Light it up one building at a time
“We want to think of design in terms of movement because the future experience is interactive and immersive — it’s about augmented reality and virtual reality. You can transform a room or a space into one where everyone can experience it at the same time so it becomes a digital playground.”
May 16, 2019
Emma Lopez and Pedro Narvaez are too modest to say it, but since graduating from Seneca’s Visual Effects for Film & Television graduate certificate program more than 10 years ago, the wife and husband have become two of the most prominent projection artists in Mexico.
But don’t call them artists. “If we had to choose,” Lopez said, “we’d be entertainers. I mean, if you can bring a little happiness to the world with memorable events, why not?”
Think Christmas projection lights but on a much grander and more sophisticated scale. For example, the Bolshoi Theatre in Moscow, the Palace of Parliament in Bucharest and the Temple of Santa Rosa de Viterbo in Querétaro. These are just a few of the projects the couple has worked on.
Indeed, Lopez and Narvaez have travelled the world for their work: Armenia, Chile, Japan, Lebanon, the Netherlands, Romania, Russia, Spain, Switzerland, the United Arab Emirates, the United States and more. But the one place they keep coming back to over the years is Toronto, where they recently opened the Canadian chapter of their company AVA Animation & Visual Arts. One of their first collaborations here was working with the School of Creative Arts & Animation to design an immersive space for the 2019 Seneca Coalesce.
Emma Lopez and her husband Pedro Narvaez demonstrate their projection-mapping design on the Gallier Hall in New Orleans, where they were headlining artists at the LUNA Fete Light Festival in 2017. Since graduating from Seneca more than 10 years ago, they have become two of the most prominent projection artists in Mexico.
“We have a special connection to Toronto. There’s a market here that allows us to reach North America — the capacity to grow is exponential,” Lopez said. In addition, “Seneca continues to open the door for us. It allows us to explore outside the box by providing us with the skills we need. Going to Seneca is an experience that will make you grow.”
In fact, in 2007, Seneca brought the couple back together after they had broken up in Mexico, where they met while studying graphic design. At the time, Lopez chose to further her studies at Seneca and Narvaez stayed behind for a job offer. After he realized it was “a huge mistake,” Narvaez enrolled in the same program at Seneca to join Lopez.
“We were both interested in learning about motion graphics, but no one was teaching that in Mexico back then,” Narvaez said. “When we found Seneca’s Visual Effects for Film & Television program, we knew it was exactly what we wanted to learn.”
Following graduation, the couple stayed in Toronto and worked for companies like E!, Much and Sportsnet. They got married in 2008; their first daughter was born in the city. Upon returning to Mexico in 2010, they set up their company and worked on award-winning short films, broadcast design and motion graphic pieces. Since 2011, they’ve specialized in creative applications for projection-mapping techniques, placing first at the Amsterdam Festival of Lights, second and third in the most important mapping festival in Asia — in Niigata, Japan — and third at the Moscow Festival of Lights, among other competitions.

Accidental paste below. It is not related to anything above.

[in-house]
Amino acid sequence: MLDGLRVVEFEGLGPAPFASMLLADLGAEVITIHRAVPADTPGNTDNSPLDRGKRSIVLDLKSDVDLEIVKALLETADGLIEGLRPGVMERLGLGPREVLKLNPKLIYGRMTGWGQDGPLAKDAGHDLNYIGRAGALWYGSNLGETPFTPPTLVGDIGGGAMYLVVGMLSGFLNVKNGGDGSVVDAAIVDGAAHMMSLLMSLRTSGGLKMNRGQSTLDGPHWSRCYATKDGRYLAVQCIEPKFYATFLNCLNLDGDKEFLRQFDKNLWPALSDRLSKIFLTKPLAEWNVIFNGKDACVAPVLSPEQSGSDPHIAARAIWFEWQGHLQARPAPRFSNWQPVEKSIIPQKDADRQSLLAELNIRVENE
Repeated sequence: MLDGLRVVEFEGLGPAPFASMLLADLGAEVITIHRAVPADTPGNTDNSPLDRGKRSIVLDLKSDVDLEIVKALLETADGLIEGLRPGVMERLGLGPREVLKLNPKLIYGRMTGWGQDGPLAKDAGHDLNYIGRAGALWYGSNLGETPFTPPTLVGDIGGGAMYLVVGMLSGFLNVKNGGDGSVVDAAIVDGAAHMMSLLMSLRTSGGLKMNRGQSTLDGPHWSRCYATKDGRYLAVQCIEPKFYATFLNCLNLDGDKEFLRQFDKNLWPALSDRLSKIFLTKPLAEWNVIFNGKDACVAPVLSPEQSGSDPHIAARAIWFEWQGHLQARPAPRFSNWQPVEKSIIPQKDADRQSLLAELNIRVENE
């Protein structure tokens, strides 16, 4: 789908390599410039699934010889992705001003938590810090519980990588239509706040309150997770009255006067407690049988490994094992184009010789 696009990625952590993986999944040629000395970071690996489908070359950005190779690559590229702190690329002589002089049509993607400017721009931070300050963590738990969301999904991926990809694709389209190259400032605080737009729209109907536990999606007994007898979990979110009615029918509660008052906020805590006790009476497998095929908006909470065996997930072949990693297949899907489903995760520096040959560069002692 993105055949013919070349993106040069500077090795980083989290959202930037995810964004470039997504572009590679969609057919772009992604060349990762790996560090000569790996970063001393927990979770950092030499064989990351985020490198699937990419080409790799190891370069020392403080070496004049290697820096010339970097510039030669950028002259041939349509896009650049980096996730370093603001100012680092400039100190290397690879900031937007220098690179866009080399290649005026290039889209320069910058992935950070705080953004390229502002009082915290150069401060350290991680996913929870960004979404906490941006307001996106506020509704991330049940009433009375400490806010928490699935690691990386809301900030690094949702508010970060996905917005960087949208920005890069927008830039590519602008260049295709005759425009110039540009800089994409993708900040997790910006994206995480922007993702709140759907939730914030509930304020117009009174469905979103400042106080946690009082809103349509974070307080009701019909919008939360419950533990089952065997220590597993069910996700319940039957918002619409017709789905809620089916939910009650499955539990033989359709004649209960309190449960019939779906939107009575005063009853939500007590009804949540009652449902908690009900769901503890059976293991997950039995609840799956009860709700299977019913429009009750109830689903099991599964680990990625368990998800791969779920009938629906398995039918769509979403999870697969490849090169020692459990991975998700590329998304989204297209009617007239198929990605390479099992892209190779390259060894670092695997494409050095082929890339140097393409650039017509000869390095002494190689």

“With these powerful projectors, you can transform a space and have an amazing experience — you can create optical illusions on the façade of a building,” Narvaez said.
When projection-mapping on a building, Lopez and Narvaez have to first build a 3D model of the building before creating the design. From there, everything is custom-made and story-themed. They even create a storyboard, using everything they learned at Seneca to create engaging visual stories.
“Seneca gave us an edge and the professors gave us the tools,” Lopez said. “They were amazing. They were the first ones to give us job opportunities. We felt like we were being taken care of.”
With a desire to take their work to the next level, the couple moved back to Toronto with their two children last fall, with Lopez enrolling in the Interactive Media Design diploma program to experiment with projection and interactivity.
“Our first experience with Seneca was so great, this time, we want to think of design in terms of movement because the future experience is interactive and immersive — it’s about augmented reality and virtual reality,” Lopez said. “You can transform a room or a space into one where everyone can experience it at the same time so it becomes a digital playground.”
With eight years of projecting-mapping experience, Lopez and Narvaez have worked on more than 30 projects, each taking one to three months from start to finish. While Lopez tends to focus on the design, creative, sketching and colours, Narvaez looks after the technical and animation side of things. The two would decide on the final look together.
“We complement each other very well — we can both do what the other person does,” Lopez said. “Our relationship has always been with a lot of respect. Criticism can be hard, but when he tells me something, I know that he means well and that he’s probably right.”